Wednesday, April 3, 2013

Dress Like a Pioneer

It was about this time last year that I was struggling to find a graduation dress (though to be fair, those restrictions are impossible, and the one I decided on was definitely too short). I'm going through a similar crisis again now, but this time it's missionary clothes. I'm looking for clothes that someone twice my age would wear. And I'm not especially enjoying it. Have I cried over it? It's possible that happened the first time I went shopping. It was just so overwhelming. I think that learning Russian will be a cinch compared to compiling a missionary closet.

The missionary wardrobe requirements are extremely conservative. Like the John Roberts PLUS Clarence Thomas of clothing. I mean, it's definitely possible to find clothes that meet the modesty requirements, but it requires some serious internet scouring. Knocking out about half the things I find is the fact that Dry Clean Only doesn't really work for a mission. Added complications is the fact that I only have two suitcases for 18 months, so everything has to go with everything. Plus, let's not forget that it's bloody freezing in the Ukraine pretty much all the time, so I have to find winter clothes when all the stores are selling spring and summer clothes. And the final problem is that I have to actually like the clothes. So to say that finding conservative, Ukrainian-weather friendly, machine washable, easy-to-match clothing that I like and that looks good is a downright impossible task is not an overstatement.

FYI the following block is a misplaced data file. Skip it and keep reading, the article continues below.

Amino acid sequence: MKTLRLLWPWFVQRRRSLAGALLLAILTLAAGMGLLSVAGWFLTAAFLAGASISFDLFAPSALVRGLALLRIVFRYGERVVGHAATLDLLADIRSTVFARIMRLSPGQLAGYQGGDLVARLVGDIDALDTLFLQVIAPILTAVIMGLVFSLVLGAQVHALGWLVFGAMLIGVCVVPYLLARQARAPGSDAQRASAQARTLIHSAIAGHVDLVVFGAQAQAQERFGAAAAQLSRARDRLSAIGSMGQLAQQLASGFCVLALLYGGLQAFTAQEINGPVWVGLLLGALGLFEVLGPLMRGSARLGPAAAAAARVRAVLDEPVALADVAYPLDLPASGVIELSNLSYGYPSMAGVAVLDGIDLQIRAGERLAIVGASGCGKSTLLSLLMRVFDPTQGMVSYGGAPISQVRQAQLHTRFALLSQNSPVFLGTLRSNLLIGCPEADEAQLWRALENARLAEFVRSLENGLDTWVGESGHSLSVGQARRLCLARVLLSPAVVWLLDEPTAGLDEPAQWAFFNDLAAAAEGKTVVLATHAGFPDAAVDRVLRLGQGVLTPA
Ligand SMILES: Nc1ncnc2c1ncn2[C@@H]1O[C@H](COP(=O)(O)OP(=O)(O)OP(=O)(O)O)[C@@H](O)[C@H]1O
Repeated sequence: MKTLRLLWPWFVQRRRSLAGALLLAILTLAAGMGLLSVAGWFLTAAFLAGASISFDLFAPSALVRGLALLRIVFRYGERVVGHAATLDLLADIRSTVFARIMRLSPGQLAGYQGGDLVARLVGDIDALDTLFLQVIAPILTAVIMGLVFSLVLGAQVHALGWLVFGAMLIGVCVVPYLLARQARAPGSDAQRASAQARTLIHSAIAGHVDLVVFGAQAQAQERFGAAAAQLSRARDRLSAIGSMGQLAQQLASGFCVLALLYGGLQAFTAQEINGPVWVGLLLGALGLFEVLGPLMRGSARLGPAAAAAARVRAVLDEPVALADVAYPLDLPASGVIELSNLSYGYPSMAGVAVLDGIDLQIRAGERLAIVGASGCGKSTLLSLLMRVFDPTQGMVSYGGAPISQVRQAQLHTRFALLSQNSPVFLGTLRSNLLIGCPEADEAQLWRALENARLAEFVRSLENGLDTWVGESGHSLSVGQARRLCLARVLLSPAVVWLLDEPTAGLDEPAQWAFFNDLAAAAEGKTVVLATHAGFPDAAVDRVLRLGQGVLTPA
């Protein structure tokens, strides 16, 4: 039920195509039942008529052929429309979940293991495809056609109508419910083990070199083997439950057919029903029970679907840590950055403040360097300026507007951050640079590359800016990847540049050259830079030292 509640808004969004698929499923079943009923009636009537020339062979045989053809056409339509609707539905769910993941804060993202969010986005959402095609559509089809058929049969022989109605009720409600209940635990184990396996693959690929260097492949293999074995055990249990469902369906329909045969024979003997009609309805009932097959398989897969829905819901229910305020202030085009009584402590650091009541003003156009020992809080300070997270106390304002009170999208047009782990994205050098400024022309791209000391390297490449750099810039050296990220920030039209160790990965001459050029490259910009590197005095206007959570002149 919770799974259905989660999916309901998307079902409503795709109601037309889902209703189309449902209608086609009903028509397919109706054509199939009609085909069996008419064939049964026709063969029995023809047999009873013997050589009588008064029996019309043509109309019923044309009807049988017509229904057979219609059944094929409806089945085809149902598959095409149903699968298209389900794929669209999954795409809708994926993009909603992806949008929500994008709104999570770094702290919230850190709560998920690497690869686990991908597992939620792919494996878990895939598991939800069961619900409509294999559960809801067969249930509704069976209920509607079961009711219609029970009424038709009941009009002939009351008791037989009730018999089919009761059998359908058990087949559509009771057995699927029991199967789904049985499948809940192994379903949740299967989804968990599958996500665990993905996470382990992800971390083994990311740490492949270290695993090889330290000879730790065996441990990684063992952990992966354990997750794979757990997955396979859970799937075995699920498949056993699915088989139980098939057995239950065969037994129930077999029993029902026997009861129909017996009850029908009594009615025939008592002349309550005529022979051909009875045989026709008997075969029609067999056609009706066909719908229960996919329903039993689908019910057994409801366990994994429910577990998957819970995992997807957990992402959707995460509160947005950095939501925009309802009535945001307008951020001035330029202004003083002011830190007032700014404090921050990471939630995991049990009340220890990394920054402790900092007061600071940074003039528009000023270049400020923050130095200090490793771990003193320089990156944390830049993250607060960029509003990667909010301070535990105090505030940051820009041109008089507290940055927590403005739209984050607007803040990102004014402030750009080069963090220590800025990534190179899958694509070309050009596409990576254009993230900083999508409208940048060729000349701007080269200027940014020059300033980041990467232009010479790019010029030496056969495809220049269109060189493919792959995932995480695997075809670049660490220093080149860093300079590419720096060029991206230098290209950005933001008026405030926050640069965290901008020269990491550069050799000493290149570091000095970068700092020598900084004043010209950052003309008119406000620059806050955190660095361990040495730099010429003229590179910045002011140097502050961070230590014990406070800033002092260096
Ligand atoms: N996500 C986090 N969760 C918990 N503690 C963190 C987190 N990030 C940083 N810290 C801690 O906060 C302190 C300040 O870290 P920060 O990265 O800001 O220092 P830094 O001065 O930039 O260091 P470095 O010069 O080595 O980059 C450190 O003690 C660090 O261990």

I had some wins when I was home. I got a new winter coat and boots for really good deals (hashtag I love sugarhouse outlets). And I got a sweater and two skirts, but I still have a long way to go.The skirts are the biggest battle. I swear, most of the skirts online barely cover the models ass, much less her knees, much less her knees when she's sitting. Seriously though, I understand the modesty thing, but the whole "knee must be covered completely sitting or standing" baffles me. I will never understand what is so sexy about a knee? Can we think of anything less sexy than a knee?

Maybe ankles.

Tuesday, April 2, 2013

The Duke

I've been watching John Wayne films for my history seminar. I still think I'd like to be a cowboy. I miss riding my horse.

As it happened I did not grow up to be the kind of woman who is the heroine in a Western, and although the men I have known have had many virtues and have taken me to live in many places I have come to love, they have never been John Wayne, and they have never taken me to that bend in the river where the cottonwoods grow.
-Joan Didion